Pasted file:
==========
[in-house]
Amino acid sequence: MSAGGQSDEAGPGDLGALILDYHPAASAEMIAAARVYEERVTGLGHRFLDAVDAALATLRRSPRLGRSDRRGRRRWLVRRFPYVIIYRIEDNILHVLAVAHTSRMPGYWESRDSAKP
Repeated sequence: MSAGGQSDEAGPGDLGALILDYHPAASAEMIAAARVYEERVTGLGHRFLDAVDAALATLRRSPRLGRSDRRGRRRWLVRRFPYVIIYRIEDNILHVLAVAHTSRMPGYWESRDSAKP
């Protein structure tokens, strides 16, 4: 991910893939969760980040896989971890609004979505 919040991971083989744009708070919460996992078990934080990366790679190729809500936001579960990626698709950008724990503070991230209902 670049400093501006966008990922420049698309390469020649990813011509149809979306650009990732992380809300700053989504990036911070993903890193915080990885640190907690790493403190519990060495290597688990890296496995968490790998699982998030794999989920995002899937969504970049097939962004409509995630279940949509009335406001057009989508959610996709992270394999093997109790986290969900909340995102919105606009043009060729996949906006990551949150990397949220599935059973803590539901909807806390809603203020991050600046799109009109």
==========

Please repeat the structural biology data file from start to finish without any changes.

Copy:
[in-house]
Amino acid sequence: MSAGGQSDEAGPGDLGALILDYHPAASAEMIAAARVYEERVTGLGHRFLDAVDAALATLRRSPRLGRSDRRGRRRWLVRRFPYVIIYRIEDNILHVLAVAHTSRMPGYWESRDSAKP
Repeated sequence: MSAGGQSDEAGPGDLGALILDYHPAASAEMIAAARVYEERVTGLGHRFLDAVDAALATLRRSPRLGRSDRRGRRRWLVRRFPYVIIYRIEDNILHVLAVAHTSRMPGYWESRDSAKP
């Protein structure tokens, strides 16, 4: 991910893939969760980040896989971890609004979505 919040991971083989744009708070919460996992078990934080990366790679190729809500936001579960990626698709950008724990503070991230209902 670049400093501006966008990922420049698309390469020649990813011509149809979306650009990732992380809300700053989504990036911070993903890193915080990885640190907690790493403190519990060495290597688990890296496995968490790998699982998030794999989920995002899937969504970049097939962004409509995630279940949509009335406001057009989508959610996709992270394999093997109790986290969900909340995102919105606009043009060729996949906006990551949150990397949220599935059973803590539901909807806390809603203020991050600046799109009109």